Sure, you can get the famed, floppy crust NYC-style pizza at any corner in the city; however, you need to devour the cheesy, red-sauced dough where it’s deemed supreme by New York food bloggers and critics alike. Joints like Grimaldi’s Pizzeria and Di Fara’s Pizza will be the ultimate lunch break after strolling the cultured and charming streets of Brooklyn.
Be a Part of the Williamsburg Nightlife
One of the hippest areas of New York is Williamsburg. This Brooklyn neighbourhood has reinvented itself from an industrial area to a cosmopolitan centre of creativity, filled with artists, writers and musicians living in warehouses and brownstones among interesting restaurants, bars, clubs and shops. Many bars have live music, including the Music Hall of Williamsburg, the Monkey Lounge and Sound Fix. Bowling alleys, such as Gutter or Brooklyn Bowl, are another popular way to spend the evening. Other nightlife hotspots in Brooklyn can be found at Coney Island and the nearby Brighton Beach. The latter is often termed ‘Little Russia’ due to its large immigrant population, and the vodka flows freely in the district’s many bars and nightclubs.
Plan a Picnic at the High Line
A glorified and pristine park, this stretch of deserted railroad track sits 30 feet in the air, overlooking fascinating views of the Hudson River as well as the hustling New Yorkers on the sidewalks below. Grab a couple of bagels and relax in the natural, native-like landscaped surroundings.
Vist the Brooklyn Museums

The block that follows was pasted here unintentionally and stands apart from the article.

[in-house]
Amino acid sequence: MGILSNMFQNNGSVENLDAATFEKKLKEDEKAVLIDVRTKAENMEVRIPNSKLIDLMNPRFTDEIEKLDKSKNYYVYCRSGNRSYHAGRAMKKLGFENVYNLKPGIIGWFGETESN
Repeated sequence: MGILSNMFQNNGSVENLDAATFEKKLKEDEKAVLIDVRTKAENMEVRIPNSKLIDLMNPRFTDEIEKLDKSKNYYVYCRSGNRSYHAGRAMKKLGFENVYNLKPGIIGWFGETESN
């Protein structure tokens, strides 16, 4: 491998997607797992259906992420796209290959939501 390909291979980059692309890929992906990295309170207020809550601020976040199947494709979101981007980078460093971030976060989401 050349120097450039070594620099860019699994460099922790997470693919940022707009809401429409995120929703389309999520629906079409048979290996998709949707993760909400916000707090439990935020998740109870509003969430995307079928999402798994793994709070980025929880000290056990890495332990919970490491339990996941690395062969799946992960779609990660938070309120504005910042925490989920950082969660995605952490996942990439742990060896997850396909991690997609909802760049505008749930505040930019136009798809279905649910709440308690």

The Brooklyn Museum is the second-largest in the city, and far less crowded than the museums in Manhattan. It has a huge Egyptian collection, an art collection including works by Monet, Cezanne and Degas, and unique African and Pacific Island galleries. The New York Transit Museum, in the Downtown area, displays the history of the New York subway system and has many historic subway cars. Other interesting museums to visit are the Brooklyn Children’s Museum, the Jewish Children’s Museum and the Harbor Defense Museum, the only military museum in New York City.
Walk Across the Brooklyn Bridge
The Brooklyn Bridge is one of the great symbols of New York. It was built across the East River in 1883 and is one of the oldest suspension bridges in America. It is open to cars, and has a wide walkway for pedestrians and cyclists. It takes about thirty minutes to walk over the bridge. The Brooklyn Bridge is one of three bridges that cross from Manhattan to Brooklyn. The other two are less used by tourists, but both Williamsburg Bridge and Manhattan Bridge have pedestrian walkways and all three bridges are a great place to view New York City.
For a taste of nostalgia, visitors should head to Coney Island. Although damaged by Hurricane Sandy in 2012, Luna Park has re-opened and visitors can still ride the iconic Cyclone. This wooden roller-coaster was built in 1927, and is an official New York City Landmark. As well as numerous rides and arcades, Coney Island houses the New York Aquarium and Nathan’s Hot Dogs, a stand that has been open since 1916. The company sponsors an annual Nathan’s Hot Dog Eating Contest that draws crowds. A quieter time can be had in Green-Wood Cemetery, a wonderfully Gothic burial place filled with mausoleums, rolling hills, ponds and greenery. Many famous Americans have graves here, including Theodore Roosevelt and Leonard Bernstein.